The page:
Thousands of people could be at risk of being denied jobs and services each year due to unlawful, discriminatory adverts, the Equality and Human Rights Commission warns today.
Complaints about adverts which discriminate against older workers or on the basis of sex appear the most common but people are also being prevented from having a fair shot at work opportunities because of their disability, ethnicity, sexual orientation and other characteristics, according to evidence gathered by the Commission.
Scores of complaints about allegedly discriminatory advertisements reveal that many businesses are breaching laws designed to allow fair and open access to jobs and services – often without realising it. As a result, the Commission is today publishing a series of short guides and checklists for those who place and publish adverts to help them advertise in line with equality legislation. This is designed to dispel confusion and misunderstanding about the law.
In a little over a year, the Commission has received more than a hundred complaints that adverts were discriminatory. These included:
- Sex or age discrimination by seeking ‘young’ or female workers, where this was not a necessary requirement for the job. This included an advert for a ‘Saturday boy’ to work in a garage, and a bar looking for a ‘part-time shot girl’.
- Age discrimination by a recruitment agency stating that those over 45s need not apply, and by a club advertising salsa classes ‘not suitable for people over 60’ in a local paper.
- Race discrimination by recruitment agencies advertising solely in foreign languages – such as vacancies for taxi drivers only advertised in Polish; or conversely restricting a general warehouse position to UK passport-holders.
- Sexual orientation discrimination on the grounds of sexual orientation when casting agencies were asked to supply only homosexual applicants to work as extras in a television programme featuring a Gay Pride story. In reality these roles should have been open to all.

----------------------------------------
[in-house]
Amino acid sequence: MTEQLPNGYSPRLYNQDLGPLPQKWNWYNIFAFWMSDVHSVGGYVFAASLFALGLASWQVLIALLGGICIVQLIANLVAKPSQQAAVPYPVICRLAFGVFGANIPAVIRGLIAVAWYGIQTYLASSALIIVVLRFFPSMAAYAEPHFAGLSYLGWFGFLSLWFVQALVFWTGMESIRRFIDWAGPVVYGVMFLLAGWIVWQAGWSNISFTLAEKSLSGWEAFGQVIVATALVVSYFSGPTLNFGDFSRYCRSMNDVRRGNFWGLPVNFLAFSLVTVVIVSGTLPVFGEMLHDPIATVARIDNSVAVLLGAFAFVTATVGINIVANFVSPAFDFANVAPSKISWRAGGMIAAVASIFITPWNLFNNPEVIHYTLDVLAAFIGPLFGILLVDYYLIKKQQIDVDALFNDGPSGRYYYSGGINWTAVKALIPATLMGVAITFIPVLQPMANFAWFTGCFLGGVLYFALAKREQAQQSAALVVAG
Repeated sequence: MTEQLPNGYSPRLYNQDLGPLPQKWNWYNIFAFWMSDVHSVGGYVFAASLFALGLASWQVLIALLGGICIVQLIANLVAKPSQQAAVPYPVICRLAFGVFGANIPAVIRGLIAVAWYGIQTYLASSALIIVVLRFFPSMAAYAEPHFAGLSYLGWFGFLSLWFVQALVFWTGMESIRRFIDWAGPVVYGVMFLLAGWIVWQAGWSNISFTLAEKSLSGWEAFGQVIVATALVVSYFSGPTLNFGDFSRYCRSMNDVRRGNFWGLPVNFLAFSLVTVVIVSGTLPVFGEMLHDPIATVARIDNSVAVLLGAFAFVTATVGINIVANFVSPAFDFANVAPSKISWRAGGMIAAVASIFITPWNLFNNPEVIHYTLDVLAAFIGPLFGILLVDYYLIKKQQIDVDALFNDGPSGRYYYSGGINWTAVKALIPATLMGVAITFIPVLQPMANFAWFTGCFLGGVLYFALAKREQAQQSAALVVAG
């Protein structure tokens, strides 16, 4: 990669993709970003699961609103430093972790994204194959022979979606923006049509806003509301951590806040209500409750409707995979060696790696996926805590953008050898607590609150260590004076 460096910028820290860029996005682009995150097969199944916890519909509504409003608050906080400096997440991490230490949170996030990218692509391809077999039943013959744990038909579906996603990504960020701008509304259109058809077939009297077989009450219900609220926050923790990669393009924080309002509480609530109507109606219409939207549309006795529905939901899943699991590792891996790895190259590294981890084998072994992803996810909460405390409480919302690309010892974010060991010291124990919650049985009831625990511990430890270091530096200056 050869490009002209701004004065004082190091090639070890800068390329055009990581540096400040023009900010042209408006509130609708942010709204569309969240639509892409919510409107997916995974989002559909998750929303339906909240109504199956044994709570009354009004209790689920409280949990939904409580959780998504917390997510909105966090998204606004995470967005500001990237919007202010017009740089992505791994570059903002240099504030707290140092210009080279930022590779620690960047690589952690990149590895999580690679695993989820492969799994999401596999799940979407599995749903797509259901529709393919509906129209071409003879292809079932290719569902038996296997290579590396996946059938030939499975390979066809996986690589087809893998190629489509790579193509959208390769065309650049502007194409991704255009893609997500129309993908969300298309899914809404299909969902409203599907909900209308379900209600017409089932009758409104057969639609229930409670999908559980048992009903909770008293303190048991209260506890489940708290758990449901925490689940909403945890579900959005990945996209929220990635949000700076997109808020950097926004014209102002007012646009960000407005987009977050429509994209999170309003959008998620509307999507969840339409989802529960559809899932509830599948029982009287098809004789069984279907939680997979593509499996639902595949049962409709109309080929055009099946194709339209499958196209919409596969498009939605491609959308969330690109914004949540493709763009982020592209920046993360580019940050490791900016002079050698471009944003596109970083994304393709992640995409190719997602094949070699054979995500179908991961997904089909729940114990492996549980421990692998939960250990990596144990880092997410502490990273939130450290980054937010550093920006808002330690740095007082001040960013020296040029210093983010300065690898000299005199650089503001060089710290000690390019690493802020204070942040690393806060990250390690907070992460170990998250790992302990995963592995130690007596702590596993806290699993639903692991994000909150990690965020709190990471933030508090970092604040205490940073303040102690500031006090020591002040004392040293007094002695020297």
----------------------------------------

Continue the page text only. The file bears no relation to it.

- Disability discrimination by a hotel advertising that it would not offer accommodation to disabled people.
Rebecca Hilsenrath, Chief Executive of the Equality and Human Rights Commission, said:
“It is important that everyone has a fair shot at the job they want. Thousands of people may be losing out through misunderstanding and discrimination. We risk squandering talent and hampering economic growth if we don’t dispel widespread misunderstanding of the law. The high volume of complaints we receive each year shows employers and service providers have sometimes opened themselves to potentially costly legal action. This is usually as a result of confusion about what is and isn’t permitted by equality legislation.
“This clear and brief guidance answers the questions people often ask us and should help keep everybody on the right side of the law. It will also help ensure no-one is unfairly barred from job opportunities or from accessing services because of who they are. Tackling discrimination and ending confusion will not just help prevent businesses breaking the law – it will create more opportunities to unlock talent and help drive Britain’s economic growth.”
The Commission, in its statutory role to promote fairness and help companies comply with equality law, looked into many of these individual complaints and worked to find solutions which were not discriminatory.
The guidance covers situations where services may be targeted at particular groups. These include women only swimming sessions; membership of private members clubs; and the letting of accommodation. It explains the circumstances where targeted recruitment advertising may be allowed because the job genuinely requires it, such as the provision of intimate social care.
The guides also explain that the Equality Act applies to anyone who creates and places an advert and those who publish it in print, online or in local shops. Both advertiser and publisher are potentially liable if a discriminatory advert is published. Online publishing platforms can also be held liable if they fail to remove any discriminatory adverts once they are made aware of them.